A surge in youth turnout fuelled by last year's shock Brexit vote played a pivotal role in stripping British Prime Minister Theresa May of her parliamentary majority, observers said Friday.
An energising campaign by Labour's firebrand leader Jeremy Corbyn and simmering anger among many voters over uncertain plans to leave the European Union sent young Britons streaming to the ballot box.
Corbyn, a 68-year-old staunch leftist, harnessed popular anti-establishment sentiment to lead Labour to beat expectations and gain an estimated 29 seats in the House of Commons.
After a campaign marked by rallies that had the buoyant mood of music festivals, Corbyn said his success was built on hope for change.
"Politics isn't going back into the box where it was before," he told cheering supporters.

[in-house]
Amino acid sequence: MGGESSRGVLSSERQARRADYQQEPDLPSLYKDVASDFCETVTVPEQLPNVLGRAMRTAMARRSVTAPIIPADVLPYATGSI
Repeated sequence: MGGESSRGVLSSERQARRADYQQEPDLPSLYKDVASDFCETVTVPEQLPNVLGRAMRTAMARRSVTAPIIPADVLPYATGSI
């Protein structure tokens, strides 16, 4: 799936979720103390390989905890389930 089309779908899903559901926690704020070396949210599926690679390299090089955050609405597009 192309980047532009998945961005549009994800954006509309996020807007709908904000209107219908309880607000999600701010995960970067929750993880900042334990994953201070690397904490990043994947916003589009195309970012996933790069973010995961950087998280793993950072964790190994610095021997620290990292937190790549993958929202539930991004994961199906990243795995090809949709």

"What's happened is people have said they've had quite enough of austerity politics... and not giving our young people a chance they deserve in our society."
Some 56% of under-35s voted, according to an exit poll for NME magazine, which recently splashed Corbyn's face across its cover.
They showed overwhelming support for Labour, at 60%, with 36% of them being first-time voters, according to the survey among 1,354 voters.
Half cited Brexit as the "main factor" in their decision to cast a ballot.
While an official breakdown of voting patterns was still outstanding, official data showed a spike in both youth registrations ahead of the vote as well as turnout in districts with large numbers of younger voters on election day.
By contrast, only 45% of British voters aged 18 to 34 voted in 2015, compared to 84% of over-55s, which the OECD has called the biggest gap in the Western world. A year later, a failure to drum up the youth vote was blamed for turning the Brexit referendum in Leave's favour.